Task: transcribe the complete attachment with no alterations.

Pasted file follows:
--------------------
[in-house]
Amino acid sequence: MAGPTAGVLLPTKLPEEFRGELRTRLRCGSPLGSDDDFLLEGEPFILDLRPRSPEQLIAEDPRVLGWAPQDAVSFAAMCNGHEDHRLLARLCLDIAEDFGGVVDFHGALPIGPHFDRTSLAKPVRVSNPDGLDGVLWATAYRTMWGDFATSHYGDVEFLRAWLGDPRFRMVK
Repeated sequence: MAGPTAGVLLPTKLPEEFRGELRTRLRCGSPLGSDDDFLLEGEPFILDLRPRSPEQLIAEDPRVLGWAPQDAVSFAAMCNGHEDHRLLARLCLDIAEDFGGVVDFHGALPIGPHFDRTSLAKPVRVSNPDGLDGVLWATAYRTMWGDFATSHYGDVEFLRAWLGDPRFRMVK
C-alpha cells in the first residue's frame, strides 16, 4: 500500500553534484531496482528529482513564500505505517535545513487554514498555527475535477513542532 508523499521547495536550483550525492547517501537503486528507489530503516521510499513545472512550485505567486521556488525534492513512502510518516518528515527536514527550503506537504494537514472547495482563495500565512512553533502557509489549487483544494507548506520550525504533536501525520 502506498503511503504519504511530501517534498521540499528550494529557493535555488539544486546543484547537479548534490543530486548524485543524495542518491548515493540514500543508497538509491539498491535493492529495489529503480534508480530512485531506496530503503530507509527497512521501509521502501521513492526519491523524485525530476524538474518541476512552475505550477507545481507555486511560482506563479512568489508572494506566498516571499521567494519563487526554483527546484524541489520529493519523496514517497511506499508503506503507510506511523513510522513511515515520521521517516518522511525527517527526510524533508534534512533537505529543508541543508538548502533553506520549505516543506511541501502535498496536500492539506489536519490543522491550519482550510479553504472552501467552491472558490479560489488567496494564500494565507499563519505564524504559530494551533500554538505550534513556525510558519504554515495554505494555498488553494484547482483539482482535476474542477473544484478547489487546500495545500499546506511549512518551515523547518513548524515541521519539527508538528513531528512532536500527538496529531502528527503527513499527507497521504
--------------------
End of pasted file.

[in-house]
Amino acid sequence: MAGPTAGVLLPTKLPEEFRGELRTRLRCGSPLGSDDDFLLEGEPFILDLRPRSPEQLIAEDPRVLGWAPQDAVSFAAMCNGHEDHRLLARLCLDIAEDFGGVVDFHGALPIGPHFDRTSLAKPVRVSNPDGLDGVLWATAYRTMWGDFATSHYGDVEFLRAWLGDPRFRMVK
Repeated sequence: MAGPTAGVLLPTKLPEEFRGELRTRLRCGSPLGSDDDFLLEGEPFILDLRPRSPEQLIAEDPRVLGWAPQDAVSFAAMCNGHEDHRLLARLCLDIAEDFGGVVDFHGALPIGPHFDRTSLAKPVRVSNPDGLDGVLWATAYRTMWGDFATSHYGDVEFLRAWLGDPRFRMVK
C-alpha cells in the first residue's frame, strides 16, 4: 500500500553534484531496482528529482513564500505505517535545513487554514498555527475535477513542532 508523499521547495536550483550525492547517501537503486528507489530503516521510499513545472512550485505567486521556488525534492513512502510518516518528515527536514527550503506537504494537514472547495482563495500565512512553533502557509489549487483544494507548506520550525504533536501525520 502506498503511503504519504511530501517534498521540499528550494529557493535555488539544486546543484547537479548534490543530486548524485543524495542518491548515493540514500543508497538509491539498491535493492529495489529503480534508480530512485531506496530503503530507509527497512521501509521502501521513492526519491523524485525530476524538474518541476512552475505550477507545481507555486511560482506563479512568489508572494506566498516571499521567494519563487526554483527546484524541489520529493519523496514517497511506499508503506503507510506511523513510522513511515515520521521517516518522511525527517527526510524533508534534512533537505529543508541543508538548502533553506520549505516543506511541501502535498496536500492539506489536519490543522491550519482550510479553504472552501467552491472558490479560489488567496494564500494565507499563519505564524504559530494551533500554538505550534513556525510558519504554515495554505494555498488553494484547482483539482482535476474542477473544484478547489487546500495545500499546506511549512518551515523547518513548524515541521519539527508538528513531528512532536500527538496529531502528527503527513499527507497521504